Six Degrees of Separation is a meme hosted by Kate over at Books Are My Favourite and Best. It works like this: each month a book is chosen as a starting point and linked to six others to form a chain. A book doesn’t need to be connected to all the titles on the list, only to the one next to it in the chain.
This month we’re starting with Patricia Lockwood’s Women’s Prize for Fiction shortlisted No One is Talking About This which follows a woman who finds herself opining on all manner of things when her cryptic tweet goes viral.
Lockwood’s was one of several novels published last year that took swipes at social media my favourite of which was John Boyne’s The Echo Chamber in which a celebrity’s family’s week goes horribly wrong when he gets his pronouns in a twist when tweeting about his publisher’s trans receptionist.
A similar disaster happens in Jonathan Coe’s House of Sleep when a character confuses the numbering of a footnote with life-changing results.
Coe was once a film critic and a novelist leading me to actor Ethan Hawke’s road novel Ash Wednesday, presumably written between movies.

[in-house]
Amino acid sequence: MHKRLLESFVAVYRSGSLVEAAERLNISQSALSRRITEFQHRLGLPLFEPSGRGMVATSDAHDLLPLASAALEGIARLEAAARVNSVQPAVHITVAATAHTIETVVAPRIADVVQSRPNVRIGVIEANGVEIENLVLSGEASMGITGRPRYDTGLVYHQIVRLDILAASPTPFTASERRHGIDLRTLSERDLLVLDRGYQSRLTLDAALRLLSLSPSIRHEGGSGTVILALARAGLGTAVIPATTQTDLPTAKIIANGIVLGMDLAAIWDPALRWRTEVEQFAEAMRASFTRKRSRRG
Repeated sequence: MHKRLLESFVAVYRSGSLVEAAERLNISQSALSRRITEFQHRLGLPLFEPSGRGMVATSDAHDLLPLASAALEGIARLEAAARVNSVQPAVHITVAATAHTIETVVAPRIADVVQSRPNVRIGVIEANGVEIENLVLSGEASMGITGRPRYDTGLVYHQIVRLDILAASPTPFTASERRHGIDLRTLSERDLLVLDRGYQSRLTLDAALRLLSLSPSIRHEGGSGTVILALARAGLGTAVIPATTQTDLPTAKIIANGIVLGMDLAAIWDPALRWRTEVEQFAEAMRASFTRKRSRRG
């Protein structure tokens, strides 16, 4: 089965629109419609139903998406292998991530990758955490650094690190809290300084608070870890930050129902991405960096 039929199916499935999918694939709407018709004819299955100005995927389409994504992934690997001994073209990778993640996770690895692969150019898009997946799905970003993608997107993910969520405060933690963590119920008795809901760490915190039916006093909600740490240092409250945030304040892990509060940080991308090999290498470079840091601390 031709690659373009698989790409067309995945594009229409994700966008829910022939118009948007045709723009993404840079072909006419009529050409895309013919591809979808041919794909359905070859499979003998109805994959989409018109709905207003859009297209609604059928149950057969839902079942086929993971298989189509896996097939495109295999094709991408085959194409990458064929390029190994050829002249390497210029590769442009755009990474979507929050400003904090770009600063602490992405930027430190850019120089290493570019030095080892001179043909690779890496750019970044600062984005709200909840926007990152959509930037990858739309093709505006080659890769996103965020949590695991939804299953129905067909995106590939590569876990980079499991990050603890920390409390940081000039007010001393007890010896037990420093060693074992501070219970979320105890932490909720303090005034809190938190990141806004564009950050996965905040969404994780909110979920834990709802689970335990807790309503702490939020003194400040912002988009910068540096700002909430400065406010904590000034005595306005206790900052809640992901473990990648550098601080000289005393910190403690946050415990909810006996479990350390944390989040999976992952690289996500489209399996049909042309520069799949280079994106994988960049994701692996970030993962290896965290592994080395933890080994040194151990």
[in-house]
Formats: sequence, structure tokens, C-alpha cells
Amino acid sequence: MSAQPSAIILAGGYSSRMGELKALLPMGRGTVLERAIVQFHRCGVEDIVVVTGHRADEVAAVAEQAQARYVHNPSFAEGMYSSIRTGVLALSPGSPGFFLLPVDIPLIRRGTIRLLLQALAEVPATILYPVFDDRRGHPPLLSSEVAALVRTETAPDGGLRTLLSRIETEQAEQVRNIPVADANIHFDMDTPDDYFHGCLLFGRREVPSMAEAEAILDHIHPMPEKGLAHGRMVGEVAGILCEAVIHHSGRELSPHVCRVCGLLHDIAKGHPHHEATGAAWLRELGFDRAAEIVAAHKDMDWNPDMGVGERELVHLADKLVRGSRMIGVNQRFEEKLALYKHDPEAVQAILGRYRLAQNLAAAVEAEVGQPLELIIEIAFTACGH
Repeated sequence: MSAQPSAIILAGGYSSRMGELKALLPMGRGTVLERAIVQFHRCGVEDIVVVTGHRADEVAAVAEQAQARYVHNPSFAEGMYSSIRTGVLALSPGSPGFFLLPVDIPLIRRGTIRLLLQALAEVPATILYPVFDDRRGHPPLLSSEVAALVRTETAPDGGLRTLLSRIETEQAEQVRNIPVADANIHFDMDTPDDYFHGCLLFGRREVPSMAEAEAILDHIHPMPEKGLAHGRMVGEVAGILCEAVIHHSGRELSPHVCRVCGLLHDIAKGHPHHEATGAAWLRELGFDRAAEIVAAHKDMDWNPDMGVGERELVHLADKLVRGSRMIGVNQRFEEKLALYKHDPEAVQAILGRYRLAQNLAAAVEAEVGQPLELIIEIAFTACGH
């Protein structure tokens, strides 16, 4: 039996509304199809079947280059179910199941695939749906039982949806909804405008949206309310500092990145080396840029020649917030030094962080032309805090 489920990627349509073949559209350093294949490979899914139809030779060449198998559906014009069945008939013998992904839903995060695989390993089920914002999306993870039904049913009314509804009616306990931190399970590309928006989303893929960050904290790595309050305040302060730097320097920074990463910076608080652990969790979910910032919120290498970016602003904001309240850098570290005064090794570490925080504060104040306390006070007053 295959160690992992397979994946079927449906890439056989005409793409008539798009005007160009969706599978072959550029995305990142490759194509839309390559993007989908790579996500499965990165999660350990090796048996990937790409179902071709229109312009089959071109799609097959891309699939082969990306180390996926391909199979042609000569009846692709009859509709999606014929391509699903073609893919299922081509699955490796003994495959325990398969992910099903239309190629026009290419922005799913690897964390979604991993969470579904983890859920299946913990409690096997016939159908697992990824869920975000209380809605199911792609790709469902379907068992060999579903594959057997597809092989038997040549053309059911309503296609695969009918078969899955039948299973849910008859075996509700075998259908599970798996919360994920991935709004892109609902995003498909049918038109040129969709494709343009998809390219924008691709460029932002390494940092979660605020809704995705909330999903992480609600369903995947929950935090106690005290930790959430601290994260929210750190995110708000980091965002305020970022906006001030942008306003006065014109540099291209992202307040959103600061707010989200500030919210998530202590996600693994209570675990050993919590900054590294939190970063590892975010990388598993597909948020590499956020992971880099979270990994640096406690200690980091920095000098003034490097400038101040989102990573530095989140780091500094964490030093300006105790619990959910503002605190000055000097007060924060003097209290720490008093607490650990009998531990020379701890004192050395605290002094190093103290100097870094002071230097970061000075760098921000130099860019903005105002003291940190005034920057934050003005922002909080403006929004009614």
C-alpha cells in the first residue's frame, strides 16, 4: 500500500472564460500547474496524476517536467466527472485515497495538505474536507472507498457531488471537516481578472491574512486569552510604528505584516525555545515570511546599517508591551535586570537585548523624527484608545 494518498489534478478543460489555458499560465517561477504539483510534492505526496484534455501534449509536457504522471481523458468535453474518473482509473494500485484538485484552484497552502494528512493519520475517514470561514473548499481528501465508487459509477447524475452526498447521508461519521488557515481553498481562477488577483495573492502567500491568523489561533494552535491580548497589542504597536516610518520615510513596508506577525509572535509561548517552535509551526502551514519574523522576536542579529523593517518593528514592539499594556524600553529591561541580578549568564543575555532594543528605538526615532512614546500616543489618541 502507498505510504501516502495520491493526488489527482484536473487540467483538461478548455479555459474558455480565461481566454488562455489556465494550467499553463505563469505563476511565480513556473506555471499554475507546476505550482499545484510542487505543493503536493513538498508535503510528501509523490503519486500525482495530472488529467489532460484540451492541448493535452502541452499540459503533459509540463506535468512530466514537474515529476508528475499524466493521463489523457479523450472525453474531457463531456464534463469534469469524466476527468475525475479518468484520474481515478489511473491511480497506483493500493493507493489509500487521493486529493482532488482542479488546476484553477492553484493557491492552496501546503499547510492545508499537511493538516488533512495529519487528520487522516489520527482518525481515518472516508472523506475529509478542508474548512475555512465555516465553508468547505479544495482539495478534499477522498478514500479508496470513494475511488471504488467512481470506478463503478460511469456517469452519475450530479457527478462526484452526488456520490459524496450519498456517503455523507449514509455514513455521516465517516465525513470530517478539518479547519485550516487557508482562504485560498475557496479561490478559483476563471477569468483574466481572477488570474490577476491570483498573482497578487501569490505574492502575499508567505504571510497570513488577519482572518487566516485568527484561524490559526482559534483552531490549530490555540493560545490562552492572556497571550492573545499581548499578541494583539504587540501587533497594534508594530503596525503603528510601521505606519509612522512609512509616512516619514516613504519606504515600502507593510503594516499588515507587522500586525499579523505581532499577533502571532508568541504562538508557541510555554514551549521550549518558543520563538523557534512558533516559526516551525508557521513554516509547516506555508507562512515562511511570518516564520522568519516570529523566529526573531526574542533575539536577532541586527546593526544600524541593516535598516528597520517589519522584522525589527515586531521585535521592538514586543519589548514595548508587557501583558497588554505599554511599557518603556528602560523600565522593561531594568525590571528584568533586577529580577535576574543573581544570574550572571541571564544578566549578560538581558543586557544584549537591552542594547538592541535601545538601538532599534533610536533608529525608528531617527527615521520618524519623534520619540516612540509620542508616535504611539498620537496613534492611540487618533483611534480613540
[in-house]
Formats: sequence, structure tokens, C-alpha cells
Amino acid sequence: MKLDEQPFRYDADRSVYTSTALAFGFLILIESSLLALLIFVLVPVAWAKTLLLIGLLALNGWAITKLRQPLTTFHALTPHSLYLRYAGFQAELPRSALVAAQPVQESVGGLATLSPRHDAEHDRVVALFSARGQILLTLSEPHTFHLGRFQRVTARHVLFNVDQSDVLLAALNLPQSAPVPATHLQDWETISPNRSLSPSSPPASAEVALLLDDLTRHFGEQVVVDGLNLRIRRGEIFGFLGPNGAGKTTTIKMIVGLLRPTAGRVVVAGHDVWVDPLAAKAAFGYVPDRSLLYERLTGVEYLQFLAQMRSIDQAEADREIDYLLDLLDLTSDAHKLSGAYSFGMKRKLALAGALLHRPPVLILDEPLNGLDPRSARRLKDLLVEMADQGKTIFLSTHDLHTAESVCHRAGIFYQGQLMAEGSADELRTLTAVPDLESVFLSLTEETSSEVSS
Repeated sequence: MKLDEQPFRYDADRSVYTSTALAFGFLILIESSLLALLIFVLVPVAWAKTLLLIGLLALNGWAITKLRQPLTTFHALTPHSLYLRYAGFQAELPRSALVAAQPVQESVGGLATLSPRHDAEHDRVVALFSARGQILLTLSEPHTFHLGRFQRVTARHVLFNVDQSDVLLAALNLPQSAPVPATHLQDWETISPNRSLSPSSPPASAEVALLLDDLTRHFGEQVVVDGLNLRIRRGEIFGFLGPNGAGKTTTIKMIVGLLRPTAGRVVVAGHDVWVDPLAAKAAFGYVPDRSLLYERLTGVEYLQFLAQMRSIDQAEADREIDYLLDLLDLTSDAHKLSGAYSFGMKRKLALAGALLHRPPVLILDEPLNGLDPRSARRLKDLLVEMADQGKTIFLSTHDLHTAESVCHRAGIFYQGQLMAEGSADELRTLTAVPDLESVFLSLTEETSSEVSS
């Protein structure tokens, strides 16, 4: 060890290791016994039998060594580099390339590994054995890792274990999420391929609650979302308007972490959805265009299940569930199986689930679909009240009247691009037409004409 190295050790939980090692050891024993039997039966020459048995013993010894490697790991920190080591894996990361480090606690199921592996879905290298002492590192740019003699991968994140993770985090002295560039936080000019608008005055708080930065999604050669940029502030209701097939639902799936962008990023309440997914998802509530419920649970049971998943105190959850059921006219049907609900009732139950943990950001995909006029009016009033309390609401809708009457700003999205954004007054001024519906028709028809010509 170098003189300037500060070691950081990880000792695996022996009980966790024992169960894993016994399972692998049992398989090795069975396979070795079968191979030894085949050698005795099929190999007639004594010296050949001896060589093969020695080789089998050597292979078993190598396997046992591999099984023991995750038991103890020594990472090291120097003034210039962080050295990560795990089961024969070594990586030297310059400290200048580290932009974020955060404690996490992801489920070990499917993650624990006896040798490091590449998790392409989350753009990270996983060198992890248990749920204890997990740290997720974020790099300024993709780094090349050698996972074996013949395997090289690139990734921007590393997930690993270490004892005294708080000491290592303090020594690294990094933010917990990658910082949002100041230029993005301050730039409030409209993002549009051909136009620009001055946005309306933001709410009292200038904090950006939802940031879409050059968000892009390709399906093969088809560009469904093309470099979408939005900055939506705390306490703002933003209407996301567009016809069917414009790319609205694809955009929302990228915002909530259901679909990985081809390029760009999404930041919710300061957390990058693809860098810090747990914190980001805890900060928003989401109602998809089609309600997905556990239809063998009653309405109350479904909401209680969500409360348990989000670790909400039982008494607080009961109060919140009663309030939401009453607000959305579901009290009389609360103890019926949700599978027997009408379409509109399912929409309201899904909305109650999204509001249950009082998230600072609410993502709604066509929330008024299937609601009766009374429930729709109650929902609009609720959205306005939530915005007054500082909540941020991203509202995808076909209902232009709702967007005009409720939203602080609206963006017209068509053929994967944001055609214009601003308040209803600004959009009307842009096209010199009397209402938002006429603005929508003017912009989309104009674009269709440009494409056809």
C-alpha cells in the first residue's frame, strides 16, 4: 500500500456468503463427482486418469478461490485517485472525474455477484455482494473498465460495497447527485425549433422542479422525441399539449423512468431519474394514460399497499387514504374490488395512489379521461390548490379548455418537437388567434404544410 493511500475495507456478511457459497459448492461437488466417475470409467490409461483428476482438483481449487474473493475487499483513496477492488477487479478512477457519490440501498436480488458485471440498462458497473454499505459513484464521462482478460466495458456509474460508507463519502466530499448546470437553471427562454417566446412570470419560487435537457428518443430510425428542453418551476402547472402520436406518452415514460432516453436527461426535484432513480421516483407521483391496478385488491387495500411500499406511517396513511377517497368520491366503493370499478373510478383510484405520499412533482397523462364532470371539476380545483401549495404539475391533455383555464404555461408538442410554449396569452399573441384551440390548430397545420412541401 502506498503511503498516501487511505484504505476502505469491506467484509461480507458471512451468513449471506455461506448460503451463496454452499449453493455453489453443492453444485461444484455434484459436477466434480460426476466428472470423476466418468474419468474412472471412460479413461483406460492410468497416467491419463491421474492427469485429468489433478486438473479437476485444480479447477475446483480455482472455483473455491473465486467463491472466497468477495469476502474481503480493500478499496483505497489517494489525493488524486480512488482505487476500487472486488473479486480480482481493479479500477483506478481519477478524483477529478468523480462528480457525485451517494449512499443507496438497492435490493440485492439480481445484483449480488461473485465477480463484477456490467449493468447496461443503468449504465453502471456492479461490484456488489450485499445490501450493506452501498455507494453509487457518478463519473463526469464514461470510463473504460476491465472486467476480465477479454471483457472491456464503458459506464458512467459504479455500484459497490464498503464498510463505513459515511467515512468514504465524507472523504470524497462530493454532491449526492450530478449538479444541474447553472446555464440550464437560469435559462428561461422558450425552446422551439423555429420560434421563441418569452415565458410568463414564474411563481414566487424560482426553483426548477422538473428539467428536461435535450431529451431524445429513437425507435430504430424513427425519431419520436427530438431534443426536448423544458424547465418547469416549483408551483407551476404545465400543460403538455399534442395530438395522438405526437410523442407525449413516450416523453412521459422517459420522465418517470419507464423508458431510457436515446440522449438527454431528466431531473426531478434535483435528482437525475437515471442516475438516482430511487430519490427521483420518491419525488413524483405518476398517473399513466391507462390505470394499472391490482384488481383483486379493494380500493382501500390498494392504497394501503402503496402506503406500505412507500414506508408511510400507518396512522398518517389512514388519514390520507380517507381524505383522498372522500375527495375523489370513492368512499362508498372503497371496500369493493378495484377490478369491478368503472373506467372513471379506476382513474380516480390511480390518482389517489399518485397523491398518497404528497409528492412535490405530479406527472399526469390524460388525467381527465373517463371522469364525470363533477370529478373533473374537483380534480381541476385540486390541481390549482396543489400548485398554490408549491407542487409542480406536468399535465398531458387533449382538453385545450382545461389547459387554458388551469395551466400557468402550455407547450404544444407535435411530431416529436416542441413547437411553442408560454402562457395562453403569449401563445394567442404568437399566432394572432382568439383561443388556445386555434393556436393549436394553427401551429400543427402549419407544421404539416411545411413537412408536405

Days of the week takes me to Lily King’s new collection of short stories, Five Tuesdays in Winter.
Sticking with title connections, Helen Dunmore’s A Spell of Winter, about a brother and sister growing up in their grandfather’s decaying mansion, popped into my head.
Dunmore’s novel won the inaugural Orange Prize, now the Women’s Prize for Fiction which was won last year by Susanna Clarkes’ Piranesi, set in the strangest of houses, the same prize for which No One is Talking About This was shortlisted.
This month’s Six Degrees has taken me from a novel about social media to one set in a fantastical house. Part of the fun of this meme is comparing the very different routes other bloggers take from each month’s starting point. If you’re interested, you can follow it on Twitter with the hashtag #6Degrees, check out the links over at Kate’s blog or perhaps even join in.